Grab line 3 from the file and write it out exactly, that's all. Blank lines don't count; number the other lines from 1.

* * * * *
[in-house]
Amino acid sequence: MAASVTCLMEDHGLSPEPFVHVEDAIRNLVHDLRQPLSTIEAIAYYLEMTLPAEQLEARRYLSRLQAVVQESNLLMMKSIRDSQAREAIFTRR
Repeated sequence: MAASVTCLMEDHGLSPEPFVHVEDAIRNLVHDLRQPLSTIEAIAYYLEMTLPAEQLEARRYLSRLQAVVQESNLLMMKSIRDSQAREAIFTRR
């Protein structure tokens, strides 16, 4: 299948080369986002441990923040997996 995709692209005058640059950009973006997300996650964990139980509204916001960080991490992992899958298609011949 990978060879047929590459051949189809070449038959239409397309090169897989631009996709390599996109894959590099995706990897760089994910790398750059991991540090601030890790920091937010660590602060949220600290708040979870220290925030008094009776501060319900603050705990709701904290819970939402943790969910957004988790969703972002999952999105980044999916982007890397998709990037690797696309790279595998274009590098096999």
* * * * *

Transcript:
Repeated sequence: MAASVTCLMEDHGLSPEPFVHVEDAIRNLVHDLRQPLSTIEAIAYYLEMTLPAEQLEARRYLSRLQAVVQESNLLMMKSIRDSQAREAIFTRR